“Superbug” gene levels in microbes are 60 per cent higher in the upper Gangetic areas during pilgrimage season
MILLIONS visit Haridwar and Rishikesh every year to take a dip in the Ganga. This leads to an overlaoding of waste treatment facilities and causes the spread of antibiotic-resistant microbes in the region, particularly in May and June, say researchers from Newcastle University, UK, and the Indian Institute of Technology, Delhi. Researchers sampled water and sediments at seven sites along the upper Ganga and found that the levels of a resistance gene in microbes which turns them into “superbugs” were about 60 per cent higher in May and June than at any other time of the year. The resistance gene studied was blaNDM-1. It is known to cause extreme multi-resistance in many bacteria. When levels of blaNDM-1 in February and June were compared, they were 20 times higher per capita during the peak season. Until recently, bacteria that carry blaNDM-1 were only found in clinical settings, but in 2008, bacteria with blaNDM-1 were found in surface waters in Delhi.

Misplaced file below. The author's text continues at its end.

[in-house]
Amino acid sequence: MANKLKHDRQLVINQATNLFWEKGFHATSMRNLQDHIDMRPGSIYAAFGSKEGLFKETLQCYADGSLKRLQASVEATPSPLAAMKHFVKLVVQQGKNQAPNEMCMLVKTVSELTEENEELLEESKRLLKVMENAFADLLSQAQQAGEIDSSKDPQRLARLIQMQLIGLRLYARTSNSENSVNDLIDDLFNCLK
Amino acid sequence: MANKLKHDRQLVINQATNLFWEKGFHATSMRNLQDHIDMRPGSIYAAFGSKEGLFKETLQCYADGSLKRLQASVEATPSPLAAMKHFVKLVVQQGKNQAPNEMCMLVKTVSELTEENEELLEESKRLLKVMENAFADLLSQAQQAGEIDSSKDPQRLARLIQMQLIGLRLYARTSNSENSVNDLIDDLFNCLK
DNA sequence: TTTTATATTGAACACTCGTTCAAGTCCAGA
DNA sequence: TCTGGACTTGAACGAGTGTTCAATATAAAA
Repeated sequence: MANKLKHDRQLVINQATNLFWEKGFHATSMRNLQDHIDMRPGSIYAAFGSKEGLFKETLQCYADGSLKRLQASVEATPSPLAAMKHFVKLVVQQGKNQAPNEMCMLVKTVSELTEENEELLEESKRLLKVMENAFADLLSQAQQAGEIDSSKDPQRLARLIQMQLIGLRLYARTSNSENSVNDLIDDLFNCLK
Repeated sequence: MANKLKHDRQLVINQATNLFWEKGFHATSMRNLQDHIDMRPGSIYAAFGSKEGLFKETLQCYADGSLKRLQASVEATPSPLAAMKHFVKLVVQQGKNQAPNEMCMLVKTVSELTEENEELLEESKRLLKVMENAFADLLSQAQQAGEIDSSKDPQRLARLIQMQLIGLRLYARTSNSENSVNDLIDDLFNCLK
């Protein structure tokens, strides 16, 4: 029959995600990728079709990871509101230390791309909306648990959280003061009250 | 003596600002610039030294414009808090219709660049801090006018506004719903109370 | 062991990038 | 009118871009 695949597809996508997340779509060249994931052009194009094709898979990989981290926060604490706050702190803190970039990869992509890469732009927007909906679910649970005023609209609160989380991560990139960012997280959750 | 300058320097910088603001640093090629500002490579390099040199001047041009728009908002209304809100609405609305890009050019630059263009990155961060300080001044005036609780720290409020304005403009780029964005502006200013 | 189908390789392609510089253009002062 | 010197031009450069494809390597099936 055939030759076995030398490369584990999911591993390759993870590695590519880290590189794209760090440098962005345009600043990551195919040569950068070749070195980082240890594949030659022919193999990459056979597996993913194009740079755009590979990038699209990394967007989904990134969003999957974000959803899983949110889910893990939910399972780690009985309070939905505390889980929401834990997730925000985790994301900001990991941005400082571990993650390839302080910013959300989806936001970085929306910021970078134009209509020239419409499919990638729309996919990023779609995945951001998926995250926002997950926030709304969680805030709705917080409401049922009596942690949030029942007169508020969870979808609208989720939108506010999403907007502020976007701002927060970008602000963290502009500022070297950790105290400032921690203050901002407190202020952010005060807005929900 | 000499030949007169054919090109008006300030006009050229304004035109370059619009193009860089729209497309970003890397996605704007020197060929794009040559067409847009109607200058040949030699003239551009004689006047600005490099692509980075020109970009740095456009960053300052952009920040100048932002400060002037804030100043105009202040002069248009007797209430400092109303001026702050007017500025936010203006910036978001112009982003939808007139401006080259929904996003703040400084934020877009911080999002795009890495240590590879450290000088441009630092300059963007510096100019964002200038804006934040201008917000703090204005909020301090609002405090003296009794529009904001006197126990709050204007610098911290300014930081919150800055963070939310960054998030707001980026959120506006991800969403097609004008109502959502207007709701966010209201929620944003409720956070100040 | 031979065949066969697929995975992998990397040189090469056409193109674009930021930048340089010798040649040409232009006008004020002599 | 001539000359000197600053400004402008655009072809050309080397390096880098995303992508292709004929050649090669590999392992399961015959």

The team showed that overloading of waste treatment facilities in the area was the probable cause for the spread as untreated sewage was discharged straight into the river where the pilgrims bathe. The reseachers say the spread of resistance genes could be prevented by improving waste management at key sites.
“This is not a local problem—it’s a global one,” says lead researcher of the study David Graham, an environmental engineer from Newcastle University. “We studied pilgrimage areas because we suspected such locations would provide new information about resistance transmission via the environment,” he adds. The study was published on February 17 in Environmental Science and Technology.
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